With cutting operations underway, General Construction’s DB General, a 700-ton capacity crane barge, mobilized from Seattle to perform the heavy lifts. Once the wreck’s hull was cut in half, the team used two small barges to pull the halves a few feet apart confirming they were no longer connected, eliminating the risk of extra weight bogging down the DB General during the lift or the pieces snapping apart and impacting the BART tube.
Once the DB General was in position, the crews recovered the sunken barge’s 200-ton crane section first, again operating at night after BART traffic had ceased. The lift required 275-tons of pressure to break the crane from the mud’s suction. Once at the surface, the crane was placed on a materials barge and all remaining hydraulic fluid and diesel was contained.
The 310-ton stern section was lifted and placed on a materials barge without incident. The team attempted to lift the bow but it became clear the rigging was insufficient for the weight and an all-stop was called. After surveying the situation, the crew designed, purchased and installed a new rigging package in just 5 days. I-beams were welded underneath the deck for reinforcement, and the lift was attempted again. Using 300-tons of force the bow section finally broke free of the mud and was placed on the materials barge. Upon inspection it was determined that the bow, estimated to weigh 290 tons according to the vessel’s plans, contained an additional 145 tons of concrete ballast that was unaccounted for.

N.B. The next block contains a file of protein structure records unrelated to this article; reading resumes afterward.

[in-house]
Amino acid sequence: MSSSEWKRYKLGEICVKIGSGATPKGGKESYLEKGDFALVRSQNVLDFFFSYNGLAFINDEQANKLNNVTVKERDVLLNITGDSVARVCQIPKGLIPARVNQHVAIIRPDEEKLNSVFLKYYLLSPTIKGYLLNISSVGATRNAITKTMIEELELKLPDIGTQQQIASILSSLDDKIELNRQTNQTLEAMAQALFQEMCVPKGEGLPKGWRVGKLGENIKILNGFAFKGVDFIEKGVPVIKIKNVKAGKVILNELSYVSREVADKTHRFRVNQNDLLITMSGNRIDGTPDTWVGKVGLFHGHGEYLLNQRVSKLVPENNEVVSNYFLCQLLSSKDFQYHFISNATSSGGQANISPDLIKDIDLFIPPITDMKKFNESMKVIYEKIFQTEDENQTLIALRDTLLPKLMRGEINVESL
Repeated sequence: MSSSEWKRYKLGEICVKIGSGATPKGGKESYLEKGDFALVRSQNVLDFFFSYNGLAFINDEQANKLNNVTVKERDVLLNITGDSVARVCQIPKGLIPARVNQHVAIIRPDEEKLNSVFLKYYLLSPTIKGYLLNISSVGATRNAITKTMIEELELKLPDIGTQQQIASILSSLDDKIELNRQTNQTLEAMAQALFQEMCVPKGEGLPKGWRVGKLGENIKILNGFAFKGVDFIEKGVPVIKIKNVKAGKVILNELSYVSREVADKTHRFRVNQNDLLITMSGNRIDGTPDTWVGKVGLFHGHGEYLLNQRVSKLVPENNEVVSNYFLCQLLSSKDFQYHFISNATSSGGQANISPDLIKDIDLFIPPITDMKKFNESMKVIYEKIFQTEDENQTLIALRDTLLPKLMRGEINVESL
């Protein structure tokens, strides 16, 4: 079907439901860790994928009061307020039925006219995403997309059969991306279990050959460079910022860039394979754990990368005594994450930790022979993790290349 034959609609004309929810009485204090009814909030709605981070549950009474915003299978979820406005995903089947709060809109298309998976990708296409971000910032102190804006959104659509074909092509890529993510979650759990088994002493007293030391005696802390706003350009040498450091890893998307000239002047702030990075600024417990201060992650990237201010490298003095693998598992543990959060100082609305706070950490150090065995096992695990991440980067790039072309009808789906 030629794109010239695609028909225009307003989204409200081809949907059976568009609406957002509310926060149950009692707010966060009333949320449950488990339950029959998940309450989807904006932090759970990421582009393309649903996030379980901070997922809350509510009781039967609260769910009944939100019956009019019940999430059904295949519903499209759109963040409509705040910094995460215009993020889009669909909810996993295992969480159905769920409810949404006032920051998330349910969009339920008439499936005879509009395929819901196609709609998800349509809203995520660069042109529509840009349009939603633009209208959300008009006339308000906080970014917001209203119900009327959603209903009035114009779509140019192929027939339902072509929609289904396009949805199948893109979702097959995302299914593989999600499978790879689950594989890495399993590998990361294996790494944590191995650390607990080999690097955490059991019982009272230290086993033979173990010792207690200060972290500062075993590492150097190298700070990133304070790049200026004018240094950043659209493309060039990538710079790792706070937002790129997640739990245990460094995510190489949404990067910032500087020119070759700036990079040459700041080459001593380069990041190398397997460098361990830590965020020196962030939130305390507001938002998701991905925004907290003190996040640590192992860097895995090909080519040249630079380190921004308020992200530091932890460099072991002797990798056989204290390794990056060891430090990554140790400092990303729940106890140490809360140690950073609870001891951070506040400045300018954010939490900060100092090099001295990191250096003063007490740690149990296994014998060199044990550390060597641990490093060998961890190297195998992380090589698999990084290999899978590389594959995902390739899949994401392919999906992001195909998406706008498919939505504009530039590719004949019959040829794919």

After all three main sections of the vessel were removed, E-Track conducted another sonar survey of the seafloor to locate tires, an air compressor, and other materials that were on the vessel when it sank. Divers recovered the items and the area was cleared of all navigational hazards.
Over the course of the project, the crew safely performed more than 290 dives. “One of the biggest challenges was the 2-3 knot currents and tide cycles in the area that limited dive time to a maximum of 10 hours per day. The dive crews could only work for short periods, then we spent the rest of the time planning and working on equipment,” said Kyle Watson, Global Salvage Master.
The location of the wreck site presented its own challenges. “The proximity to the BART tube and the Bay Bridge made the salvage operation very high profile at the beginning, but the buzz died off pretty quickly,” said Watson. “A larger issue was vessel traffic. The anchors for the parbuckle and lift had to be dropped right on the edge of the shipping channel, and there are multiple container ships in and out of there every week. Sailboats and powerboats around the island made it a constant challenge to manage the traffic. And the barge’s proximity to the surface created a navigation hazard, so that always had to be taken into account when we were maneuvering vessels and equipment around it.“
Communication between all concerned parties and subcontractors is important during any salvage operation; in this case it was absolutely critical. “There were so many variables, so many factors, so many people involved; everything was considered and planned out before we took a step,” said Watson. “We worked with a lot of great subcontractors on this project; they were quick to respond when we needed cranes or equipment or sonar. Everyone worked together to get the job done.”